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Basic Information:

Title: Energy Harvesting (EH) for Small Air Vehicles
Program: SBIR
Technology Area: Air Platform, Ground/Sea Vehicles
Open Date: 12/6/2006
Close Date: 1/10/2007

There is growing military interest in the development of small air vehicles (3m span or less) to provide reconnaissance capability. These vehicles might serve security forces, special forces, and other small units in the field, or they might report directly back to a command center or communicate via a network of similar vehicles. A common them among these types of vehicles is a near-continuous presence on station. This requirement introduces a serious design problem for vehicles that use combustion-based propulsion. Small vehicles simply cannot carry enough fuel to meet long endurance requirements without refueling. That being said, electric-based propulsion is even worse. The energy density of batteries does not compare well with chemical fuels. However, recharging (refueling) an electric vehicle is at least possible, although admittedly challenging. The usual method employed today is solar cell based. However, there are alternatives to solar cells for recharging electric-powered vehicles. All of these techniques can be classified generically as EH. Typical EH technologies under consideration include solar cells, piezoelectric devices for extracting energy from mechanical vibration (perched on vibrating machinery), thermal devices for converting heat into power, power line induction, soaring (seeking out thermals and ridge lift) and dynamic soaring (extracting energy from turbulence or other velocity gradients such as near ridges and ground effect). One of the main difficulties of EH technologies is system integration followed closely by a lack of real understanding the place of each EH technology. Adding to this lack of understanding is the rapid advancement in EH technology, especially in solar cells where relatively low weight and high efficiency are no longer mutually exclusive. Batteries are also an interesting problem and are advancing rapidly. Lithium polymers have recently begun taking over segments of the radio-controlled market due to their high energy density. However, in some circumstances, a high power density is required. As just mentioned, the biggest challenge for EH and storage technologies is system integration. The weight and volume budget for small vehicles is especially tight, which forces designers to think hard about multifunctional structure and structurally integrated concepts in order to get all of the required devices onto the vehicle. But what is the right mix of technologies, and how are they all connected For example, solar cell selection is a strong function of mission requirements, and the best topology of the power train is not well understood. For example, if excessive power is available, should that power be sent directly to the motor or to the battery Although sending it to the battery would mean two losses (into the battery and then out), the excess power available may simply be mismatched (voltage, current, impedance,ect) to the needs of the motor. Finally, the state of the art and even into the near future of these technologies indicates that EH alone may not provide enough power for continuous flight. The vehicle must be able to sense an energy source (sunny location, thermals, power lines, vibrating equipment) and be able to land or attach (perch) at that location. Both sensing and perching are nontrivial problems.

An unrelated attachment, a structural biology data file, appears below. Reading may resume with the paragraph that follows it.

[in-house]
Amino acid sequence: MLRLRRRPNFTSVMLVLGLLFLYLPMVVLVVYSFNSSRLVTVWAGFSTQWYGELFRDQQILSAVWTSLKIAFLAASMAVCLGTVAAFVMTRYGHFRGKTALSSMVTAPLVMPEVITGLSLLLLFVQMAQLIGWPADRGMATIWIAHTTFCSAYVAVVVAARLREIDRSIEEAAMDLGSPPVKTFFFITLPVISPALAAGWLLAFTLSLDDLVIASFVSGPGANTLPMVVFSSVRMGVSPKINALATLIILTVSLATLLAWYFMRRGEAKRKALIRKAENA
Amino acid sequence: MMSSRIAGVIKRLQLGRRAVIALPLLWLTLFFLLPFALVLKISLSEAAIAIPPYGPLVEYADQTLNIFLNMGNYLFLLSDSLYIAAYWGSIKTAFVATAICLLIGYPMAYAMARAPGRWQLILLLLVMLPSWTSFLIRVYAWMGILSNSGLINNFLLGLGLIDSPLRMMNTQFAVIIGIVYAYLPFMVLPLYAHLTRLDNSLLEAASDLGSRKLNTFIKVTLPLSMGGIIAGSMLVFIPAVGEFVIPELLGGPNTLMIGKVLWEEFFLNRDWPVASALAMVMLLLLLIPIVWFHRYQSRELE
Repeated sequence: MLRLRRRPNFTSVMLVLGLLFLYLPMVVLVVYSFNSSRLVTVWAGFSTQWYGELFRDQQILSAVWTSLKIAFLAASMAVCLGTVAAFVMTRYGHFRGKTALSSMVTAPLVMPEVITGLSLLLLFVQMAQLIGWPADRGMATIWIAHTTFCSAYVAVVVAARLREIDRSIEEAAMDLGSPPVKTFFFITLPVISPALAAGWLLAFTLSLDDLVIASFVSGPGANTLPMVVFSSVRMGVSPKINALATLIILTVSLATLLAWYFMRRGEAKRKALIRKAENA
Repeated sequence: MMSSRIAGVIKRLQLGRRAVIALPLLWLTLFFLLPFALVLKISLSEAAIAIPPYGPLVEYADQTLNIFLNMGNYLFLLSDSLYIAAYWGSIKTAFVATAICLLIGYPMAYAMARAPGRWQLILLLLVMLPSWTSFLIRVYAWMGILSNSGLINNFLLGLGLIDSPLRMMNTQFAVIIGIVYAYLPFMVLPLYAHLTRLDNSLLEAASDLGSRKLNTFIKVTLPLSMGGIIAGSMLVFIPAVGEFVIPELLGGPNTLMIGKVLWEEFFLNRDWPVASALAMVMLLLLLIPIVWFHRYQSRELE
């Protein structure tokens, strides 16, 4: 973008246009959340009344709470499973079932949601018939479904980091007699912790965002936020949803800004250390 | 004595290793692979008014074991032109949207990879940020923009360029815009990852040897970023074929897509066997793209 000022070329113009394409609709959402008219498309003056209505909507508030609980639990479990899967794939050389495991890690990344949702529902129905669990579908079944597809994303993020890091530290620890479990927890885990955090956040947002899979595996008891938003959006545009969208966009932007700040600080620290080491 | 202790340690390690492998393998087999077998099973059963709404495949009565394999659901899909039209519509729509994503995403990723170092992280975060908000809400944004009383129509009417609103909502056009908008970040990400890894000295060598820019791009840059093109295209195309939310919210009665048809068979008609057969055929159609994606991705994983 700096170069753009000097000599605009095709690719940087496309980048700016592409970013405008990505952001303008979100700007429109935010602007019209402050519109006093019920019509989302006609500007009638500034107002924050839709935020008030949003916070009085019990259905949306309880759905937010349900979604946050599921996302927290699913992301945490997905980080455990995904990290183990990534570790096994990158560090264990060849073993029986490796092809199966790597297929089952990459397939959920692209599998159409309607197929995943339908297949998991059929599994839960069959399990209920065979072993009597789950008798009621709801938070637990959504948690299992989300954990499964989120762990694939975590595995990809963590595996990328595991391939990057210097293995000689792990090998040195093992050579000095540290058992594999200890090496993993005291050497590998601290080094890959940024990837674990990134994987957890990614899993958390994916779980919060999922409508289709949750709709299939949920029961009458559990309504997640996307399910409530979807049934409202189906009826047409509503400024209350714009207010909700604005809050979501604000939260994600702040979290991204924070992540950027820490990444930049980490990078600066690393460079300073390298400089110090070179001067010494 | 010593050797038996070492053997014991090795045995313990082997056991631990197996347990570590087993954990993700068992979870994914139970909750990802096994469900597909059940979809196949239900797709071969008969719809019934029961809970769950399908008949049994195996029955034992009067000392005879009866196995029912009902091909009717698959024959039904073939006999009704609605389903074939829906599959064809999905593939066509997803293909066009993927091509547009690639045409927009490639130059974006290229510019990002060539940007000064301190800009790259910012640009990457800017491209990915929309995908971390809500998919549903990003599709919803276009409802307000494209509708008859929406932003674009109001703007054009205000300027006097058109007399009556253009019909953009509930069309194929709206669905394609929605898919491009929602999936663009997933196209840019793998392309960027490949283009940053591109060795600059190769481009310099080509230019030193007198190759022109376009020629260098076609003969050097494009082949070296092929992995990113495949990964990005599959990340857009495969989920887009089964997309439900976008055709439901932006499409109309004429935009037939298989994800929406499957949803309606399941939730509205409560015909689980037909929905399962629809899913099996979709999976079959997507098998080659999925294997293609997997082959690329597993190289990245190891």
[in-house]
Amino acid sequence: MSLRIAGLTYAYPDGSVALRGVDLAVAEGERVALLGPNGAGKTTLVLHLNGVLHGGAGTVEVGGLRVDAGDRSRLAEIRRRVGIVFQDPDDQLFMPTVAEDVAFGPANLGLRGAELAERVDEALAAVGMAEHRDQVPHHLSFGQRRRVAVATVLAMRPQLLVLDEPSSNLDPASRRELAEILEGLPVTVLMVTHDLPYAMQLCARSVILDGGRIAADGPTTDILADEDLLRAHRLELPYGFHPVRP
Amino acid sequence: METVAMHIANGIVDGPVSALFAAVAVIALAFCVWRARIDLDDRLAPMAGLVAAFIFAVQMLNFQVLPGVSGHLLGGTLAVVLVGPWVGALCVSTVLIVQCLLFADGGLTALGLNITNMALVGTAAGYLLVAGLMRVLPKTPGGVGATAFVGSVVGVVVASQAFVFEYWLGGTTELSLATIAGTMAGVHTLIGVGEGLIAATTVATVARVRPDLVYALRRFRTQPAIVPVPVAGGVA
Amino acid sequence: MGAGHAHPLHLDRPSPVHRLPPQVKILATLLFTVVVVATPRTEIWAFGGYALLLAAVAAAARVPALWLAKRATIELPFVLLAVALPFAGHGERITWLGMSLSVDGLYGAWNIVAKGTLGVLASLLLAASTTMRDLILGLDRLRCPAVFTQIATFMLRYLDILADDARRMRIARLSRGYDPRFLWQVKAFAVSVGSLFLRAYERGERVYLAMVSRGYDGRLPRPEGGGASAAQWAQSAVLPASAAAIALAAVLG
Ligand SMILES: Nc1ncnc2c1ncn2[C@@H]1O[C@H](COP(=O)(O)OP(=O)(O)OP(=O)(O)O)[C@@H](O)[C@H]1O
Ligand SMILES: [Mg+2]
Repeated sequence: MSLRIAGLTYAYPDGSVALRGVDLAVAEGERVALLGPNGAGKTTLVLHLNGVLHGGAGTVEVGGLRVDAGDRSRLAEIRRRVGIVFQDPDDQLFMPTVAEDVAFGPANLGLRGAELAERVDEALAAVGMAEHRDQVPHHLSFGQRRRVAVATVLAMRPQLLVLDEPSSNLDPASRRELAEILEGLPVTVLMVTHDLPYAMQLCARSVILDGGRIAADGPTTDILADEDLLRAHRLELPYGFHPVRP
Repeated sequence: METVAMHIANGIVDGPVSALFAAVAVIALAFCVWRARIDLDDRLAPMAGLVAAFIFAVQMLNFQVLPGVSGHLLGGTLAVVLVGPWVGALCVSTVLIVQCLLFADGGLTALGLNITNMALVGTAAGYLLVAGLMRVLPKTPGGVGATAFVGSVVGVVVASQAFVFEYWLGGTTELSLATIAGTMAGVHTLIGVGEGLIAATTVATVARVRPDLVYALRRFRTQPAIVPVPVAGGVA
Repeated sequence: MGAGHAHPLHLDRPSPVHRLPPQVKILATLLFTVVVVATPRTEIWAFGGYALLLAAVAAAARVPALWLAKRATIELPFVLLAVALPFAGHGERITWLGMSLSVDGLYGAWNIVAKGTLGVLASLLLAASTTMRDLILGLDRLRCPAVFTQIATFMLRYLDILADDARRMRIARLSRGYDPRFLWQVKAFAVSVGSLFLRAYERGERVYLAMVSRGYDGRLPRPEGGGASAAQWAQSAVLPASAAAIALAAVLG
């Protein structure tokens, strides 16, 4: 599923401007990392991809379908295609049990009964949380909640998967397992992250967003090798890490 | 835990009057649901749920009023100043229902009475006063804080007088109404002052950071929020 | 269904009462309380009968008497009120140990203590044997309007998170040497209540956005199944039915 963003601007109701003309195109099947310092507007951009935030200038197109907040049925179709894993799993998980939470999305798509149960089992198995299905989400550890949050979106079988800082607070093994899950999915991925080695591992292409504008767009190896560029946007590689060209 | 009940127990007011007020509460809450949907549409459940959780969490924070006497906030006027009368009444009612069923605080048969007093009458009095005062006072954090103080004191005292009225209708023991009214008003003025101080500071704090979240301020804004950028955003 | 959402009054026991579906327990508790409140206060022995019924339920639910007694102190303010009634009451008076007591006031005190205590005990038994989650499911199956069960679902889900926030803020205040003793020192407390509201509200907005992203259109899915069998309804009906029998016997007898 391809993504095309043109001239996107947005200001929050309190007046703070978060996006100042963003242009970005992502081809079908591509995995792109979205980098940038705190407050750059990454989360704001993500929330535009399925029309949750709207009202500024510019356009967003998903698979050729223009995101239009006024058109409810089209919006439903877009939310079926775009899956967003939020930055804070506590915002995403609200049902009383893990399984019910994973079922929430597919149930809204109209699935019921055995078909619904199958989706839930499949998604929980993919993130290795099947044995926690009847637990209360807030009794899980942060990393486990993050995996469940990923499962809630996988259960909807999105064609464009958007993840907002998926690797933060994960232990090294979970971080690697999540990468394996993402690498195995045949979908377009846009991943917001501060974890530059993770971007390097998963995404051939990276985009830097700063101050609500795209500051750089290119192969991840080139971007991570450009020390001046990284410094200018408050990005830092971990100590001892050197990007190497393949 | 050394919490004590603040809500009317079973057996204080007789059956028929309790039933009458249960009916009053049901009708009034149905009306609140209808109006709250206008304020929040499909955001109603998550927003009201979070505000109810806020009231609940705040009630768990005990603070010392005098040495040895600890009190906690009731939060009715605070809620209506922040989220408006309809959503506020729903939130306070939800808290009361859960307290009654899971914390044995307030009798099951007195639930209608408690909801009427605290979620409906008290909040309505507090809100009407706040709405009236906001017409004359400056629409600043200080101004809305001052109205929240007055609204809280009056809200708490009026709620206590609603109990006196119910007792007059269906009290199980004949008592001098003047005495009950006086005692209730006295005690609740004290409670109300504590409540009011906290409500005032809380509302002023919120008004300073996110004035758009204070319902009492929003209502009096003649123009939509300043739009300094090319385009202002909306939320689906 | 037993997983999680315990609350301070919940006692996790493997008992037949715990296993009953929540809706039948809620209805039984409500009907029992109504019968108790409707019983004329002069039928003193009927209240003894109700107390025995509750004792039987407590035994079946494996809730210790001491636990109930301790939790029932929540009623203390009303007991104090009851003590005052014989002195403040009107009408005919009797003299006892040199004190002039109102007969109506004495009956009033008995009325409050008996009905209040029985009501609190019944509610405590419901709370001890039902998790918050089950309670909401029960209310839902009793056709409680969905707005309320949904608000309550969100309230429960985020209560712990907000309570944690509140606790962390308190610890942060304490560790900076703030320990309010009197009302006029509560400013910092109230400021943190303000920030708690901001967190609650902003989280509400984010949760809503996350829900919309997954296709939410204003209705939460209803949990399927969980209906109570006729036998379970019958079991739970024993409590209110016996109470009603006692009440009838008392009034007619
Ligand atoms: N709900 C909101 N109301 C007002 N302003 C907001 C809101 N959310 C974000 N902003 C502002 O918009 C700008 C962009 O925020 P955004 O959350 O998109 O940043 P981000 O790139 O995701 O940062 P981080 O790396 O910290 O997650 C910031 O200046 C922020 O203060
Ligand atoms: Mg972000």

Conduct trade studies on and develop and flight test a small air vehicle that utilizes energy harvesting (EH).
Phase I:

Conduct trade space exploration on and compare and contrast various EH technologies. Identify good power train topologies. Vehicle size is not to exceed 1 m in span or length, and exploratory flight times will range from 20 to 60 minutes.
Phase II:

Bench test several concepts to verify Phase I analysis. Produce a flight experiment vehicle based on the results from Phase I and Phase II bench testing. Test this vehicle both in EH and non-EH modes to verify EH performance.
Commercialization Potential:

Military application: Reconnaissance (urban and field) for special and security forces and other small units, remote monitoring, and search and rescue. Commercial application: Pipeline, forest, and border patrols, homeland security, search and rescue

1. M. Dornheim. Perpetual Motion. Aviation Week and Space Technology. June 27, 2005, pp.48-51.

2. P. Marshall, and D. Abner. Power Line Urban Sentries (PLUS) Program, Phase I," AFRL-IF-WP-TR-2005-1532(AD number B307886).

3. T. Nam. A Generalize Aircraft Sizing Method and Application to Electric Aircraft,. 13th Annual ASDL (Georgia Tech) EAB Meeting, Atlanta, Georgia May 3-5, 2005.

4. J. Berton,and J. Freeh, T. Wickenheiser, An Analytic Performance Assessment of a Fuel Cell-Powered, Small Electric Airplane NASA/TM-2003-212393, June 2003.

5. J.P Thomas, M. A. Qidwai, P. Matic,and R. K. Everett, Multifunctional Structure-Plus-Power Concepts, AIAA-2002-1239.

SBIR Keywords

energy harvesting, solar cell, piezoelectric, power line induction, thermal, motor, battery, flapping
TechMatch Keyword(s):

Autonomous Systems
Aviation Technology
Energy Technologies
Energy Storage
Fuel Cells

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